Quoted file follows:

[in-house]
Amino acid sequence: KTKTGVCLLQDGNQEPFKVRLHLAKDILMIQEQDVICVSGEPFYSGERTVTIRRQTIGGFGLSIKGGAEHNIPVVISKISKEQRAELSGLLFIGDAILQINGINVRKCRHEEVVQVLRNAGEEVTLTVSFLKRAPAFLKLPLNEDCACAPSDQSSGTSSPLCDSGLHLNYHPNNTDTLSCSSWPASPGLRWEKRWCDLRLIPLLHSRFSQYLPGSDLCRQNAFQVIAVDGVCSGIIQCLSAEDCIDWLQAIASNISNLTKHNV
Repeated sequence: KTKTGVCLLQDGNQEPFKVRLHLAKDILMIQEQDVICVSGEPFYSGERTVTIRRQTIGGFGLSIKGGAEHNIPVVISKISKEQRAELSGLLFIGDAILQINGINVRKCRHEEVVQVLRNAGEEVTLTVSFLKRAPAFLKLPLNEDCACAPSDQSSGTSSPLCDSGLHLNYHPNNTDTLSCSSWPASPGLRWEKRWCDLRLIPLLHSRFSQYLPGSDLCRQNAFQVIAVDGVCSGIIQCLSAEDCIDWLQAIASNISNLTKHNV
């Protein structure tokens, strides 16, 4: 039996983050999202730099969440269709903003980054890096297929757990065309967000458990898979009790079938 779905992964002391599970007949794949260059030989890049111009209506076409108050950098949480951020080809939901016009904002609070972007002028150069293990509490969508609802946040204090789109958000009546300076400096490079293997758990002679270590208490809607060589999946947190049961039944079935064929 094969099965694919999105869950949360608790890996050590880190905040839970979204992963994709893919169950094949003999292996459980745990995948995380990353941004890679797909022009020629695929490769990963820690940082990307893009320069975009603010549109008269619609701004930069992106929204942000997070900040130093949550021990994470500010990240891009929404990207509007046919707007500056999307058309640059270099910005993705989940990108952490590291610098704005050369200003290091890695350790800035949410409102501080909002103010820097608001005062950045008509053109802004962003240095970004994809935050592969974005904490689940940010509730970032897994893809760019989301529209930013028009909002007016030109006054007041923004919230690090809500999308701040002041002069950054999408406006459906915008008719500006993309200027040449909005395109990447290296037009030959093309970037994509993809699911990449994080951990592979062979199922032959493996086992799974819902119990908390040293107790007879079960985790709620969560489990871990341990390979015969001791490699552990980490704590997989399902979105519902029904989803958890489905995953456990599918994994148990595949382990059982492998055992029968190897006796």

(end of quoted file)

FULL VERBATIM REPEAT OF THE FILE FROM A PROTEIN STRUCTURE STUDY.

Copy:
[in-house]
Amino acid sequence: KTKTGVCLLQDGNQEPFKVRLHLAKDILMIQEQDVICVSGEPFYSGERTVTIRRQTIGGFGLSIKGGAEHNIPVVISKISKEQRAELSGLLFIGDAILQINGINVRKCRHEEVVQVLRNAGEEVTLTVSFLKRAPAFLKLPLNEDCACAPSDQSSGTSSPLCDSGLHLNYHPNNTDTLSCSSWPASPGLRWEKRWCDLRLIPLLHSRFSQYLPGSDLCRQNAFQVIAVDGVCSGIIQCLSAEDCIDWLQAIASNISNLTKHNV
Repeated sequence: KTKTGVCLLQDGNQEPFKVRLHLAKDILMIQEQDVICVSGEPFYSGERTVTIRRQTIGGFGLSIKGGAEHNIPVVISKISKEQRAELSGLLFIGDAILQINGINVRKCRHEEVVQVLRNAGEEVTLTVSFLKRAPAFLKLPLNEDCACAPSDQSSGTSSPLCDSGLHLNYHPNNTDTLSCSSWPASPGLRWEKRWCDLRLIPLLHSRFSQYLPGSDLCRQNAFQVIAVDGVCSGIIQCLSAEDCIDWLQAIASNISNLTKHNV
């Protein structure tokens, strides 16, 4: 039996983050999202730099969440269709903003980054890096297929757990065309967000458990898979009790079938 779905992964002391599970007949794949260059030989890049111009209506076409108050950098949480951020080809939901016009904002609070972007002028150069293990509490969508609802946040204090789109958000009546300076400096490079293997758990002679270590208490809607060589999946947190049961039944079935064929 094969099965694919999105869950949360608790890996050590880190905040839970979204992963994709893919169950094949003999292996459980745990995948995380990353941004890679797909022009020629695929490769990963820690940082990307893009320069975009603010549109008269619609701004930069992106929204942000997070900040130093949550021990994470500010990240891009929404990207509007046919707007500056999307058309640059270099910005993705989940990108952490590291610098704005050369200003290091890695350790800035949410409102501080909002103010820097608001005062950045008509053109802004962003240095970004994809935050592969974005904490689940940010509730970032897994893809760019989301529209930013028009909002007016030109006054007041923004919230690090809500999308701040002041002069950054999408406006459906915008008719500006993309200027040449909005395109990447290296037009030959093309970037994509993809699911990449994080951990592979062979199922032959493996086992799974819902119990908390040293107790007879079960985790709620969560489990871990341990390979015969001791490699552990980490704590997989399902979105519902029904989803958890489905995953456990599918994994148990595949382990059982492998055992029968190897006796």